Fought and won: Tale of cancer warriors
Teresiah Njeri noticed some pain at the back of her head but she didn’t think much of it.
When it persisted she decided to pay her doctor a visit on March 9, 2020. Teresia received the news she never expected, cancer had come knocking on her door.
The 35-year-old mother of one was diagnosed with a rare type of cancer, Adenoid Cystic Carcinoma.
After 35 sessions of radiation and hours of intense surgery, Teresiah woke up to the realization that her left jaw was removed and replaced with a pallet and metal chip.
Though scarred and in pain, she was confident that the cancer was gone. Unfortunately, it came knocking on her door again. She had to go in for another surgery, only that this time round, she risked losing her left eye.
Fortunately, her doctor assured her that her eye would remain untouched. Cancer not only stole her smile but also deprived her of the ability to eat normally. Teresiah narrates how terrified she was when the doctors suggested drilling a hole in her tummy since she had difficulties eating.
Her struggle with cancer brought her weight down to 22kgs and to add salt to injury, she had to deal with tormenting comments from people close to her.
“When someone tells you, ‘mbona hukukufa? (Why didn’t you die?) Enda kakufe nahuko (go die)’ and that really hit me because I even asked God, did I sign for this thing?”
Unable to bare the pain, Teresiah attempted suicide four times and on her third attempt, she decided to try it away from her house, with the hope that it would be successful only to wake up again in the hospital.
“I woke up again in the hospital, maybe some people took me to the hospital so when I regained the conscious I now explained, I gave out the number of my caregiver she was called and she came to the hospital.”
Twenty-nine-year-old John Mwangi would never have imagined that a painless swelling he noticed on his left leg was a cancerous tumor, that would eventually cost him his leg. After receiving his MRI results, the doctors broke the news to him and told him that he had tested positive for Synovial Sarcoma and he also learnt that his tumor had grown to 18 inches.
The doctors advised him to get immediate surgery to amputate his leg. He sought the opinion of other doctors with the hopes that he will get an alternative solution, but they all advised the same.
“So I went back and asked the doctor, how much time do I have? He said I can only give you two weeks to go decide about it, think about it but you only have two weeks. And I asked, after the two weeks, what if I don’t take the leg amputation? The best you can do is a year.”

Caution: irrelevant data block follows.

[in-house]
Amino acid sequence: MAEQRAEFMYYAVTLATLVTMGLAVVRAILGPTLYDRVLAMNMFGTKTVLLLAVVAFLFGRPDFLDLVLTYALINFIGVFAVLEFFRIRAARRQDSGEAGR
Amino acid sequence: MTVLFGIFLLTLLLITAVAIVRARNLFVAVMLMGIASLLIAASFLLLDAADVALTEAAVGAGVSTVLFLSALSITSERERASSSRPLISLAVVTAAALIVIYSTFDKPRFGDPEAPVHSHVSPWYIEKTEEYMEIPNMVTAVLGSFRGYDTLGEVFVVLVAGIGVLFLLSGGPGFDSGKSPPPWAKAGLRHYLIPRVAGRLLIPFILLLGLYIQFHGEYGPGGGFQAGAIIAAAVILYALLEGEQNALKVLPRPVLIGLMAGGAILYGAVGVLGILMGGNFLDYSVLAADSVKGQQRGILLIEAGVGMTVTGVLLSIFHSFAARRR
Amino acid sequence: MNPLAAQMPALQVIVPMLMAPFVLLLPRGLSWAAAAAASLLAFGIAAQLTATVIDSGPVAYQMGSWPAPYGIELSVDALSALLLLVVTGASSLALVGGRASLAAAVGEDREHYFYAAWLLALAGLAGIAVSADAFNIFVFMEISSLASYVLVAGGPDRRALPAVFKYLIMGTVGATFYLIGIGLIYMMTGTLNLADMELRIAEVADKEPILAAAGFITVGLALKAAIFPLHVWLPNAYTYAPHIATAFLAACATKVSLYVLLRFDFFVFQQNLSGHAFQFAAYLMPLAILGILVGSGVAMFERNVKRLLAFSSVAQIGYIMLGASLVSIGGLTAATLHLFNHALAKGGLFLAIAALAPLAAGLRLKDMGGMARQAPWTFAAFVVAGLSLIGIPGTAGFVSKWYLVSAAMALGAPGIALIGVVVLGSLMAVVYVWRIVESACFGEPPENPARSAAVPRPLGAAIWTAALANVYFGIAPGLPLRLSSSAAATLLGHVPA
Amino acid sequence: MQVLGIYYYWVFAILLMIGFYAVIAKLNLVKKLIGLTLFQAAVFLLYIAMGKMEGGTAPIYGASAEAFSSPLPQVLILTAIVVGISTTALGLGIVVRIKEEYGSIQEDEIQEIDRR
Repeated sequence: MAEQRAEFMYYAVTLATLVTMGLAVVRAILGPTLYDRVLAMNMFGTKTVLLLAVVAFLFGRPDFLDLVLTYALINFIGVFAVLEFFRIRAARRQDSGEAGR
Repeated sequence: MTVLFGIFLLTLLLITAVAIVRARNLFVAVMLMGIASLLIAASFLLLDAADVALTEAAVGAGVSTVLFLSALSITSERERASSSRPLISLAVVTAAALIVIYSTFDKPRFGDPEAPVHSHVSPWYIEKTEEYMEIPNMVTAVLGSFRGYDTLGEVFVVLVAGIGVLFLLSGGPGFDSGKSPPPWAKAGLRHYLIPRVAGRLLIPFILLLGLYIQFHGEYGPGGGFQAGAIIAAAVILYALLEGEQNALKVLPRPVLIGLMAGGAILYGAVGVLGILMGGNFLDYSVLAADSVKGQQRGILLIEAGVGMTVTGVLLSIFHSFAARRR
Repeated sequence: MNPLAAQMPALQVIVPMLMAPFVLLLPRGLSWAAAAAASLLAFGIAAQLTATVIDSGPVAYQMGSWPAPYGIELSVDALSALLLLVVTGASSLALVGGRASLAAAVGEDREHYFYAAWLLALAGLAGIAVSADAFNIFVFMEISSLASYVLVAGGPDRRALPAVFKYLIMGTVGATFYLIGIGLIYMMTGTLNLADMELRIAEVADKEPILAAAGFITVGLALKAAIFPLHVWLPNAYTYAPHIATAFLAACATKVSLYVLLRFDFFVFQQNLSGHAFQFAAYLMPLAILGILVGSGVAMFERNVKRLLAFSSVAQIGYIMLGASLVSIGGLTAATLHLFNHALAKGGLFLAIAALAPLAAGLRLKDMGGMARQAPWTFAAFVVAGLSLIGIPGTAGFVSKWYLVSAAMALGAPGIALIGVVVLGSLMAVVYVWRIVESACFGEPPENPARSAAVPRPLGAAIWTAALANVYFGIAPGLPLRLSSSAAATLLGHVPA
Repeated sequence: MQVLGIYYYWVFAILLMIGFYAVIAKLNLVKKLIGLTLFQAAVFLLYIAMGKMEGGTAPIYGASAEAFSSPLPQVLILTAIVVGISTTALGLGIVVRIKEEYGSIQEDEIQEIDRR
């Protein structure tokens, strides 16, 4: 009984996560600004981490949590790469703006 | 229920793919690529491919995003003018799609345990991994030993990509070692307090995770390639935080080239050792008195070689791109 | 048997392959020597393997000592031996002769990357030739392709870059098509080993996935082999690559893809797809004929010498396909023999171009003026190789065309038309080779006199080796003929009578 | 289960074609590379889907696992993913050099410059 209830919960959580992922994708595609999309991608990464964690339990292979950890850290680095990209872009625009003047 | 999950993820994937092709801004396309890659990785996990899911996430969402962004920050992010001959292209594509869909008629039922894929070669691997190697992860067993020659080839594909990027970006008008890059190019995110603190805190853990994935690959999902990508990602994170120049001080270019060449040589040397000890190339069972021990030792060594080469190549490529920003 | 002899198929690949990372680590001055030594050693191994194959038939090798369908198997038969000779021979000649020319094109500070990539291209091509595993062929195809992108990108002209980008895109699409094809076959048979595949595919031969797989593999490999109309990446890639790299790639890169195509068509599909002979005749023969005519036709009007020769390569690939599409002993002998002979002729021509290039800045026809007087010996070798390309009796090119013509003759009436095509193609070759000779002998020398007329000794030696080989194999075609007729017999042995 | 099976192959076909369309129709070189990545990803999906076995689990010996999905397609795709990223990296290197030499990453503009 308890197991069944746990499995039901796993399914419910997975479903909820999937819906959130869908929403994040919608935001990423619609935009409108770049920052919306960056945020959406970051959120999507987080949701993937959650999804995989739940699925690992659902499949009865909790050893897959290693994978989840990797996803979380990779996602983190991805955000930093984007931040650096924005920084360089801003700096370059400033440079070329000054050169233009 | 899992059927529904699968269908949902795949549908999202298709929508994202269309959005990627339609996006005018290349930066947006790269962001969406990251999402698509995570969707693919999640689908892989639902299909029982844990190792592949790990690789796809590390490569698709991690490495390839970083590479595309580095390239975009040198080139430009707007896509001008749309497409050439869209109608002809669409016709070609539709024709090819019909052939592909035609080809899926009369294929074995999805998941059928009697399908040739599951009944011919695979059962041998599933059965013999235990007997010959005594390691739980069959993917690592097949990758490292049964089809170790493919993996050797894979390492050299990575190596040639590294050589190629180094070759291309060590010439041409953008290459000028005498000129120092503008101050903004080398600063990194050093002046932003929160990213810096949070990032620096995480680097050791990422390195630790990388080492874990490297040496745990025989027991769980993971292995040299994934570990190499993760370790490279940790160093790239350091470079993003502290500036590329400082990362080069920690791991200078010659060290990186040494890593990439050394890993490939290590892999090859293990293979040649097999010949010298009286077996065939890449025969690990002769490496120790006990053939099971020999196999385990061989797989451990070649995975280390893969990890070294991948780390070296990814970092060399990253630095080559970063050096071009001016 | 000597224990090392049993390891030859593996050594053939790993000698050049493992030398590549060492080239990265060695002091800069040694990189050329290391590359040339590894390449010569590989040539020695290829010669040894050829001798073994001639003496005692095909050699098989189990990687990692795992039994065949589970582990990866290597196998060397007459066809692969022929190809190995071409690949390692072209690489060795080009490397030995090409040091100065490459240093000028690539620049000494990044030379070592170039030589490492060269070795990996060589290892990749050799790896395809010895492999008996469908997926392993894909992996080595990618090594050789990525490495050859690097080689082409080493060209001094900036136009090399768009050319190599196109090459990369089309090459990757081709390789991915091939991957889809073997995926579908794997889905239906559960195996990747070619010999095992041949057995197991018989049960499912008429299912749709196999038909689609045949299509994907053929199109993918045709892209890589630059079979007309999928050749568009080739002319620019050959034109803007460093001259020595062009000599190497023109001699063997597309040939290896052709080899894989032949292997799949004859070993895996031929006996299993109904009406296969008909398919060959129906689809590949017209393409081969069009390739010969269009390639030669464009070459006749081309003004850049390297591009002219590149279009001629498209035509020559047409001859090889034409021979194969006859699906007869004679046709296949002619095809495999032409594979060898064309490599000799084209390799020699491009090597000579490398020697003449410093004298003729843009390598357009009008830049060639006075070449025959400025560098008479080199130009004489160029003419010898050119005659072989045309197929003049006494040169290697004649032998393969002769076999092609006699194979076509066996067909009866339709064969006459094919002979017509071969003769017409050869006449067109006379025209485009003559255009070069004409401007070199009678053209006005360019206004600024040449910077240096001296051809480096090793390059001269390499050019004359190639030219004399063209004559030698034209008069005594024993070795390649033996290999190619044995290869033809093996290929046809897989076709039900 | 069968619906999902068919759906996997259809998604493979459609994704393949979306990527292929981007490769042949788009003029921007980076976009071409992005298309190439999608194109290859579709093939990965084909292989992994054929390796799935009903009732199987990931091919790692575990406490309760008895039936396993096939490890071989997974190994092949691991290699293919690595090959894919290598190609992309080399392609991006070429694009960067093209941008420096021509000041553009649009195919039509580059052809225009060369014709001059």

Sadly, John could not help but think of the worst as this was not the first time he had an encounter with cancer.
“Unfortunately, two years before I had lost my mum to cervical cancer, although it was not related to the same, the only word that kept coming to my mind was cancer and death, so this is it, you’re done. How will that short time be?”
His wife, Evalyne Njoki, who has stood by him says that people have expressed concerns about their relationship fearing they might not last long.
“It was always about the doubts whether he would actually live and how could you plan a future with someone that you don’t know about their tomorrow, you know. It would always feel as if this could be cut short at any point so why do want to risk this?”
However, she has not allowed that to get into her head, she remains optimistic and continues to empower her husband saying that she no longer looks at him as a survivor, but instead focuses on the man he is becoming.
Teresia Thami Maina, who just turned 30, noticed a lamp on her right breast which was not alarming to her since sometimes ladies experience it while on their period and later disappear. Unfortunately for Thami, the lamp stayed longer and she consulted with her doctor to get answers.
A few tests and scans later, she was met with heartbreaking news; cancer had paid her a visit. She tested positive for non-invasive ductal carcinoma, a condition where there are abnormal cells inside the milk duct in the breast.
Cancer has claimed the lives of many of her family members, including her own father, and upon receiving the news, she couldn’t help but notice that she was next in line
“Death comes to mind because I lost my dad and before my dad, I lost other family members. So here I am with the loss of a parent, I’m devastated, frustrated, call it to name it, and the next thing that comes to mind is that I will not survive”
Andrew Odhiambo, a medical oncologist, however, advises against that mentality stating that cancer is not a death sentence. He adds that while some cancers are hard to treat, others can be managed and cured, therefore, people diagnosed with cancer should not lose hope.
He also emphasizes that people take cancer screening seriously.
“Yes we are creating awareness, but it’s not translating into actual screenings. The government has been shouting about cervical cancer the whole of January, how many people went for screening? When I talk to my colleagues in the ministry, they tell you the uptake is low.”